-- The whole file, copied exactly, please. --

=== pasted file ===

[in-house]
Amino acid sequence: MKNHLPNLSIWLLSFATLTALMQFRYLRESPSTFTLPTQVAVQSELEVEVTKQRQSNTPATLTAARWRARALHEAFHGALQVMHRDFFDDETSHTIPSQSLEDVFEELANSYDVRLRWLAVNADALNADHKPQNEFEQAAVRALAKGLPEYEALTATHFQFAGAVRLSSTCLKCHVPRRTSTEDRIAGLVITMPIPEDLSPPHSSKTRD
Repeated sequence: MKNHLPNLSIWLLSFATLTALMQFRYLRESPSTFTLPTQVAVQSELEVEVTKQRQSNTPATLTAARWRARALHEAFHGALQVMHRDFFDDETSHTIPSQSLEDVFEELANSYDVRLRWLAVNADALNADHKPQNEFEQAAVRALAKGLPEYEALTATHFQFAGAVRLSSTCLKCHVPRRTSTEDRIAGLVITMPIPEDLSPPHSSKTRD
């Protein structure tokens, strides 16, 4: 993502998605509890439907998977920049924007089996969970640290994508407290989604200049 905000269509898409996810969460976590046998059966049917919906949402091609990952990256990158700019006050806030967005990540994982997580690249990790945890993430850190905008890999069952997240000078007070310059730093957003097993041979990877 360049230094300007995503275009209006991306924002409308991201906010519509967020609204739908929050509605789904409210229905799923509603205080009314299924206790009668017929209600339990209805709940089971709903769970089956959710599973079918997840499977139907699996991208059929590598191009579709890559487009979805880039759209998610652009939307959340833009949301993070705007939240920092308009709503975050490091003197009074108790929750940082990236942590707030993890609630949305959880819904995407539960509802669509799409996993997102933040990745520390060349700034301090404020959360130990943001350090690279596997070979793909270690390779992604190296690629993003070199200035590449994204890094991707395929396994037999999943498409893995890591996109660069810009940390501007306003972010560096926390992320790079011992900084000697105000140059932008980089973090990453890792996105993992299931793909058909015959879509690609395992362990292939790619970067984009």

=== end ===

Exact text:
[in-house]
Amino acid sequence: MKNHLPNLSIWLLSFATLTALMQFRYLRESPSTFTLPTQVAVQSELEVEVTKQRQSNTPATLTAARWRARALHEAFHGALQVMHRDFFDDETSHTIPSQSLEDVFEELANSYDVRLRWLAVNADALNADHKPQNEFEQAAVRALAKGLPEYEALTATHFQFAGAVRLSSTCLKCHVPRRTSTEDRIAGLVITMPIPEDLSPPHSSKTRD
Repeated sequence: MKNHLPNLSIWLLSFATLTALMQFRYLRESPSTFTLPTQVAVQSELEVEVTKQRQSNTPATLTAARWRARALHEAFHGALQVMHRDFFDDETSHTIPSQSLEDVFEELANSYDVRLRWLAVNADALNADHKPQNEFEQAAVRALAKGLPEYEALTATHFQFAGAVRLSSTCLKCHVPRRTSTEDRIAGLVITMPIPEDLSPPHSSKTRD
């Protein structure tokens, strides 16, 4: 993502998605509890439907998977920049924007089996969970640290994508407290989604200049 905000269509898409996810969460976590046998059966049917919906949402091609990952990256990158700019006050806030967005990540994982997580690249990790945890993430850190905008890999069952997240000078007070310059730093957003097993041979990877 360049230094300007995503275009209006991306924002409308991201906010519509967020609204739908929050509605789904409210229905799923509603205080009314299924206790009668017929209600339990209805709940089971709903769970089956959710599973079918997840499977139907699996991208059929590598191009579709890559487009979805880039759209998610652009939307959340833009949301993070705007939240920092308009709503975050490091003197009074108790929750940082990236942590707030993890609630949305959880819904995407539960509802669509799409996993997102933040990745520390060349700034301090404020959360130990943001350090690279596997070979793909270690390779992604190296690629993003070199200035590449994204890094991707395929396994037999999943498409893995890591996109660069810009940390501007306003972010560096926390992320790079011992900084000697105000140059932008980089973090990453890792996105993992299931793909058909015959879509690609395992362990292939790619970067984009």